Eggplants are low in calories and are an excellent source of dietary fiber. They are also a very good source of potassium and vitamins B1 and B6. Eggplants are also a good source of folic acid, magnesium, coper, manganese, and niacin. Eggplant skins contain an anthocyanin flavonoid called nasunin.  It's A potent antioxidant and free-radical scavenger. Studies have shown that nasunin protects cell membranes from damage. Nasunin also helps to move excess iron out of the body. Eggplants may also help to lower cholesterol levels.

Health Benefits


In addition to featuring a host of vitamins and minerals, eggplant also contains important phytonutrients, many which have antioxidant activity. Phytonutrients contained in eggplant include phenolic compounds, such caffeic and chlorogenic acid, and flavonoids, such as nasunin.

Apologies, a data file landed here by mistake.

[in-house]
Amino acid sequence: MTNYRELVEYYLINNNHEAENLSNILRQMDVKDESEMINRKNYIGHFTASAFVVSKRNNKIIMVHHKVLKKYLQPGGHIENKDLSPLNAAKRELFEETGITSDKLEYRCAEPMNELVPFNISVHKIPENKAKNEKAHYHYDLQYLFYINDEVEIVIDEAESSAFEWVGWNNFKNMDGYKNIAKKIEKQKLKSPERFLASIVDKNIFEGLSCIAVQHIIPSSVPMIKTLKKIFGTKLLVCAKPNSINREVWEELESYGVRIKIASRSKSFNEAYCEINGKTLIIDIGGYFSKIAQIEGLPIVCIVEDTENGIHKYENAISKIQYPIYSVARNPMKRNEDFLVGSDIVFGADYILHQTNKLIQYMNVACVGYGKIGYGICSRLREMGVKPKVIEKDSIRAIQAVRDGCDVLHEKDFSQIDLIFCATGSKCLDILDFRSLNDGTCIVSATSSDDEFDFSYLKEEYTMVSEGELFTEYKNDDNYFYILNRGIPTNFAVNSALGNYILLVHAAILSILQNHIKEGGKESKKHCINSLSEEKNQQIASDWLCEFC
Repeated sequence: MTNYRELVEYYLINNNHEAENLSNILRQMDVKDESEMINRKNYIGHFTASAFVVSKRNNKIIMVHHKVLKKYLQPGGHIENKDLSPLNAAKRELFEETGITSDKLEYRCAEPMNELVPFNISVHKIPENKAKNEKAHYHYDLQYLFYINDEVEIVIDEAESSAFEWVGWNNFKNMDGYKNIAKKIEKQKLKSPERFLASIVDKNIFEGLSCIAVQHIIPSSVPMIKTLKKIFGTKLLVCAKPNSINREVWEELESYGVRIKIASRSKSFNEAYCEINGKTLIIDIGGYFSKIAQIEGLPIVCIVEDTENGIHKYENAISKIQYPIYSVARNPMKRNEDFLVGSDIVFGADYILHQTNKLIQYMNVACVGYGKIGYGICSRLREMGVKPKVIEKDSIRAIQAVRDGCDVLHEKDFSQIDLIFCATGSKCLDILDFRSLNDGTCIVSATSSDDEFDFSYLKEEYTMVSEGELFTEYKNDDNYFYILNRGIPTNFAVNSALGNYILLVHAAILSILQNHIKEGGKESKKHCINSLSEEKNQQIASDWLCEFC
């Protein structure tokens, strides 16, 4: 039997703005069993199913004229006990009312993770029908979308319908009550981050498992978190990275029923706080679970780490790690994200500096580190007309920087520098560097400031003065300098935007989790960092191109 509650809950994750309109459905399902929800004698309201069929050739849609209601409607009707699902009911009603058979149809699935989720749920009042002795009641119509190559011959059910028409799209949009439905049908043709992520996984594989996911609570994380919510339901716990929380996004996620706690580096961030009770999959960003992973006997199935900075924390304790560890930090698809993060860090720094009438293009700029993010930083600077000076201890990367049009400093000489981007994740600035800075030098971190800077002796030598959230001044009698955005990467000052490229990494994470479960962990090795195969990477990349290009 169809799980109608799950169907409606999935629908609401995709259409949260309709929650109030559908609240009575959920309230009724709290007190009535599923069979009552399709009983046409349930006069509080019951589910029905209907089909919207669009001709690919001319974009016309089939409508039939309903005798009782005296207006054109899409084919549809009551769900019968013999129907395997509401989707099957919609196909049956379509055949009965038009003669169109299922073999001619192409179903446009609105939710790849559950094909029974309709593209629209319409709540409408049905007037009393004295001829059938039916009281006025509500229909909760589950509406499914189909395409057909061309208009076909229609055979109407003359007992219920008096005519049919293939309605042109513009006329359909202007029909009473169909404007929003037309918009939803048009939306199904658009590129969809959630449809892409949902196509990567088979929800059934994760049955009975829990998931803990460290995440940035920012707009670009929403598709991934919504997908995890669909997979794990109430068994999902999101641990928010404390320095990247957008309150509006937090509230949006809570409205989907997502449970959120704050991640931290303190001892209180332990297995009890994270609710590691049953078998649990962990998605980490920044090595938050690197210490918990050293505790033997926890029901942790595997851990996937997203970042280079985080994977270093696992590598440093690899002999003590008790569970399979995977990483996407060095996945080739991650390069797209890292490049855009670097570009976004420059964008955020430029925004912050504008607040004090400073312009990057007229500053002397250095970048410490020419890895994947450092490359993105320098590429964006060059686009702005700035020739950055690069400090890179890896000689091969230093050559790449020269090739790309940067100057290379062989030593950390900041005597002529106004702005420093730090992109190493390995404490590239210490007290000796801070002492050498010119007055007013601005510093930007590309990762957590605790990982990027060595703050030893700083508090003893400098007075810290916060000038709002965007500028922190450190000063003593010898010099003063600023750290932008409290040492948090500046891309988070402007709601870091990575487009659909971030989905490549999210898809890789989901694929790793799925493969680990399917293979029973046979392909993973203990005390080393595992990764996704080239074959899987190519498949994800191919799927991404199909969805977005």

Brain Food
Research on eggplant has focused on an anthocyanin phytonutrient found in eggplant skin called nasunin. Nasunin is a potent antioxidant and free radical scavenger that has been shown to protect cell membranes from damage. In animal studies, nasunin has been found to protect the lipids (fats) in brain cell membranes. Cell membranes are almost entirely composed of lipids and are responsible for protecting the cell from free radicals, letting nutrients in and wastes out, and receiving instructions from messenger molecules that tell the cell which activities it should perform.

Rich in Phenolic Antioxidant Compounds